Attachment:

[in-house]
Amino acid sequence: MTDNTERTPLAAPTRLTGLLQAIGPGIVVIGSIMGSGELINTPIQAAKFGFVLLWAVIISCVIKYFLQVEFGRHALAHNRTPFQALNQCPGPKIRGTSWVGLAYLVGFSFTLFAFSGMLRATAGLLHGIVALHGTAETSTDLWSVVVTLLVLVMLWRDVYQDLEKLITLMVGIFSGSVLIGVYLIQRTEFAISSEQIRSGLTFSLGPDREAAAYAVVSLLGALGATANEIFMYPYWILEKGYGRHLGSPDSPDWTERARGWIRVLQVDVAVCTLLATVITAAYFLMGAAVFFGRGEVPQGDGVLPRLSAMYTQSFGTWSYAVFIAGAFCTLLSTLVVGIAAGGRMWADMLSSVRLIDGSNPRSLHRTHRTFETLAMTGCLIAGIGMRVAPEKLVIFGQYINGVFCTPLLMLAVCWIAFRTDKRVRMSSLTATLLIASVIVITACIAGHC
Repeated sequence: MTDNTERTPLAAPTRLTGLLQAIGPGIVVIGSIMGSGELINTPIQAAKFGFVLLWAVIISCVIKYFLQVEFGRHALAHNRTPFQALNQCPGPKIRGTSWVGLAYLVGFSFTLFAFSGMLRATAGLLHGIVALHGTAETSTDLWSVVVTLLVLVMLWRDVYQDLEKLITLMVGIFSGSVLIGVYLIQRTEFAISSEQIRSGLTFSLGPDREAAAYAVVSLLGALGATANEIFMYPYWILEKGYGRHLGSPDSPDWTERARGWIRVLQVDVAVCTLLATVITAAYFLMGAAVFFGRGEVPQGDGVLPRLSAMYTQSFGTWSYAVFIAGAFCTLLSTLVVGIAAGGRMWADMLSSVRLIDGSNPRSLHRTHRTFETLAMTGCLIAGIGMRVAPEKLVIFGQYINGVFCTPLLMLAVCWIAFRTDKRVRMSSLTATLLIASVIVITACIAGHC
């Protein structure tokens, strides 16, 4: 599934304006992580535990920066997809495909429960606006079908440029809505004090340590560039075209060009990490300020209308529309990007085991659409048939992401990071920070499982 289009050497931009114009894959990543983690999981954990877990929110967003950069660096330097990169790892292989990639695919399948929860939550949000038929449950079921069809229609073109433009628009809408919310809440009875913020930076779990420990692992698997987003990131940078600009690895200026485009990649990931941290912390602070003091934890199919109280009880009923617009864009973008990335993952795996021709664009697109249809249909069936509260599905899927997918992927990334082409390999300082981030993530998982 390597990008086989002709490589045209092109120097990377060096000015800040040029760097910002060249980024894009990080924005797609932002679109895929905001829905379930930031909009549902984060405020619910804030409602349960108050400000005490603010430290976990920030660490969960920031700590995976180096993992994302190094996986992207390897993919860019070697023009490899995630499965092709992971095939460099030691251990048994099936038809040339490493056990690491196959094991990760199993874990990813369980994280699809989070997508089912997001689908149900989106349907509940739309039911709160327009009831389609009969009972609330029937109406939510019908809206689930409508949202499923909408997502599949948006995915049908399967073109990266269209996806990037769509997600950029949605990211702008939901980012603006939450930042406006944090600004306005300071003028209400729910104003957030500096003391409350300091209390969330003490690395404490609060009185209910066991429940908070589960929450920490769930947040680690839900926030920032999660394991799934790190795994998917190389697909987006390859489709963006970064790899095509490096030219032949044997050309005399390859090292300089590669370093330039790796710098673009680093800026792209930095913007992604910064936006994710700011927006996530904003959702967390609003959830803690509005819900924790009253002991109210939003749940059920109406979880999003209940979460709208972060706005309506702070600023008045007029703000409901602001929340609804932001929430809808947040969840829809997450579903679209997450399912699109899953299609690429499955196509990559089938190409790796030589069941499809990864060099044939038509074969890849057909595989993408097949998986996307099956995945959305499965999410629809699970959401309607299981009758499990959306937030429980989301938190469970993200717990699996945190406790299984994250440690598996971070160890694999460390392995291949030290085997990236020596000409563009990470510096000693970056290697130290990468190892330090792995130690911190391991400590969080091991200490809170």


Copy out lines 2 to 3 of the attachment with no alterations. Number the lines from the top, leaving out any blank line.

Amino acid sequence: MTDNTERTPLAAPTRLTGLLQAIGPGIVVIGSIMGSGELINTPIQAAKFGFVLLWAVIISCVIKYFLQVEFGRHALAHNRTPFQALNQCPGPKIRGTSWVGLAYLVGFSFTLFAFSGMLRATAGLLHGIVALHGTAETSTDLWSVVVTLLVLVMLWRDVYQDLEKLITLMVGIFSGSVLIGVYLIQRTEFAISSEQIRSGLTFSLGPDREAAAYAVVSLLGALGATANEIFMYPYWILEKGYGRHLGSPDSPDWTERARGWIRVLQVDVAVCTLLATVITAAYFLMGAAVFFGRGEVPQGDGVLPRLSAMYTQSFGTWSYAVFIAGAFCTLLSTLVVGIAAGGRMWADMLSSVRLIDGSNPRSLHRTHRTFETLAMTGCLIAGIGMRVAPEKLVIFGQYINGVFCTPLLMLAVCWIAFRTDKRVRMSSLTATLLIASVIVITACIAGHC
Repeated sequence: MTDNTERTPLAAPTRLTGLLQAIGPGIVVIGSIMGSGELINTPIQAAKFGFVLLWAVIISCVIKYFLQVEFGRHALAHNRTPFQALNQCPGPKIRGTSWVGLAYLVGFSFTLFAFSGMLRATAGLLHGIVALHGTAETSTDLWSVVVTLLVLVMLWRDVYQDLEKLITLMVGIFSGSVLIGVYLIQRTEFAISSEQIRSGLTFSLGPDREAAAYAVVSLLGALGATANEIFMYPYWILEKGYGRHLGSPDSPDWTERARGWIRVLQVDVAVCTLLATVITAAYFLMGAAVFFGRGEVPQGDGVLPRLSAMYTQSFGTWSYAVFIAGAFCTLLSTLVVGIAAGGRMWADMLSSVRLIDGSNPRSLHRTHRTFETLAMTGCLIAGIGMRVAPEKLVIFGQYINGVFCTPLLMLAVCWIAFRTDKRVRMSSLTATLLIASVIVITACIAGHC